I think many reviewers (myself included) fall prey to the notion that new music has to be innovative in some fashion in order to be worthy of high praise. Not all things that are innovative are inherently good, and not all good things are necessarily innovative. This is just an elaborate way of saying that Spelljammer’s new album Abyssal Trip, while nothing new to stoner doom, is very good.
Abyssal Trip is the Swedish trio’s first release in five years, and it’s a welcome return. The production value has increased significantly compared to their past work. The fuzz tone is near perfection, having a refined buzz similar to that of a band like Monolord. This comparison starts to grow legs when you consider the album was mastered by Monolord drummer Esben Willems. But that’s not to say Spelljammer are Monolord clone (Duolord?); they definitely edge their Swedish brethren out vocally, and at least on Abyssal Trip, Spelljammer sound a bit more cacophonous and foreboding.
The opening track “Bellwether” almost serves more as a 6-minute intro track than the album’s first proper song. For this track, the band flaunts their mastery of the art of suspense. Ominous riffs are carried forward by sporadic, yet spastic drum fills. This all builds nicely to the point where the band drops us into the more uptempo “Lake”. This pair of songs represent the album’s slowest and fastest tracks respectively. Both are great examples of the band’s dynacism – “Bellwether” with its slow burn, and “Lake” with its changes in both tempo and volume.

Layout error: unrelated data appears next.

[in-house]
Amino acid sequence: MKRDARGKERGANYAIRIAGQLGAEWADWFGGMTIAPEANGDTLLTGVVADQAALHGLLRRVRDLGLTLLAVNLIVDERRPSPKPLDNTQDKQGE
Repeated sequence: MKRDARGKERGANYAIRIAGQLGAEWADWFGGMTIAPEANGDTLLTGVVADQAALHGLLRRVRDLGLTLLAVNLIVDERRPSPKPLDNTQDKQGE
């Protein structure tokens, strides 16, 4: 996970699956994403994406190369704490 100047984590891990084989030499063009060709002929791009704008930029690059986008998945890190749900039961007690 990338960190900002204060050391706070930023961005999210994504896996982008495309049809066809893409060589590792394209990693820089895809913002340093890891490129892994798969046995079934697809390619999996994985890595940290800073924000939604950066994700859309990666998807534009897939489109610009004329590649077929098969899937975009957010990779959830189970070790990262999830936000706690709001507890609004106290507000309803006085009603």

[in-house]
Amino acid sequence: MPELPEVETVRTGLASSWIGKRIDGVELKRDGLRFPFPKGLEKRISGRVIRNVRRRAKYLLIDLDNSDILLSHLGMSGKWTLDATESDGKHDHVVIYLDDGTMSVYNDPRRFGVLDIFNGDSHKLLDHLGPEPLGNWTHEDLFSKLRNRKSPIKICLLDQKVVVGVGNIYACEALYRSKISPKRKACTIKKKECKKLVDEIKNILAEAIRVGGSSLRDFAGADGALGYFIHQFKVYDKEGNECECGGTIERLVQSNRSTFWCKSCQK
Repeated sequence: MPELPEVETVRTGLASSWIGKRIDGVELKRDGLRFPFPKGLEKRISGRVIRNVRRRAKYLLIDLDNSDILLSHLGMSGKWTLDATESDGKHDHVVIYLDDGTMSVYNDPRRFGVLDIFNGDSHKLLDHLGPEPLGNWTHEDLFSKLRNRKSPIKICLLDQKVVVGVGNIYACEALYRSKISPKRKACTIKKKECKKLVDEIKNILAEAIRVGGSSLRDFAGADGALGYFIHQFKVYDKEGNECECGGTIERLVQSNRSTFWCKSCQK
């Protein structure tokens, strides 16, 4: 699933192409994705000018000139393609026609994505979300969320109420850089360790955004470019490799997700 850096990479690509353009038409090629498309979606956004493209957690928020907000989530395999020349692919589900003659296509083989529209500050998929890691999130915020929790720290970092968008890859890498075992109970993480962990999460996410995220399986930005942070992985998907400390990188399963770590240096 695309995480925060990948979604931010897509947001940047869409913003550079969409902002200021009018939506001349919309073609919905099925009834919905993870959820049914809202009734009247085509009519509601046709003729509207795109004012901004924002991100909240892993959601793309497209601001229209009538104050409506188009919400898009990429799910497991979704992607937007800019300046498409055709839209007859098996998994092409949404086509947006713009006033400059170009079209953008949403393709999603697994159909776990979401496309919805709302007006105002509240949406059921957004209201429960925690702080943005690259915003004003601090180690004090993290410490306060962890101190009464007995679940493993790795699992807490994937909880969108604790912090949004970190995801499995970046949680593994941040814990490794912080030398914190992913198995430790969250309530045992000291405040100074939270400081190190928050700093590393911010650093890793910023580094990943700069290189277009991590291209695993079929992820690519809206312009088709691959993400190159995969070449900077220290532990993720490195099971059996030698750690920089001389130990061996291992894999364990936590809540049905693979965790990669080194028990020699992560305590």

Being a doom record, the album’s lyrical themes center around, well, doom – specifically the impending doom of mankind. The title track and the closing track exemplify this existential dread best. Both songs are apocalyptic and trance-like in nature, and make it easy for the listener to be sucked into the void created by the band’s riffage. This shamanic hypnosis will lure you into a disturbing comfort. “Abyssal Trip” plays with fiery diminished-second blues, while “Silent Rift” doubles down on modal dissonance.
Spelljammer does an excellent job of keeping things fresh. Sure, nearly every track falls under the stoner doom umbrella, but it never feels like the band is retreading old ground when comparing tracks. The only point of respite from the doom and gloom of the album is the track “Peregrine”, which sees a lone clean guitar gracefully glide along the horizon before making a dismal descent. I was initially disappointed that the band used the same distorted filter on the vocals throughout the album, but upon repeated listens I find that it fits the overall mood of the album nicely.
If you aren’t a fan of stoner doom, I don’t know that this album will sway you much. But if you are an unapologetic fan of the subgenre like me, you’re gonna eat Abyssal Trip up. As I alluded to at the start of this review, the stoner and doom are subgenres that are often critiqued for their lack of originality. That line of criticism is fair in many cases, but for an album like this one, I’d argue it’s a half-assed critique. Abyssal Trip is a reminder of the heights achievable within stoner doom.
Spelljammer’s new album Abyssal Trip was released on February 26th via RidingEasy Records.
Best Tracks: Lake, Silent Rift, Abyssal Trip
Weakest Tracks: n/a
FFO: Sleep, Monolord, Windhand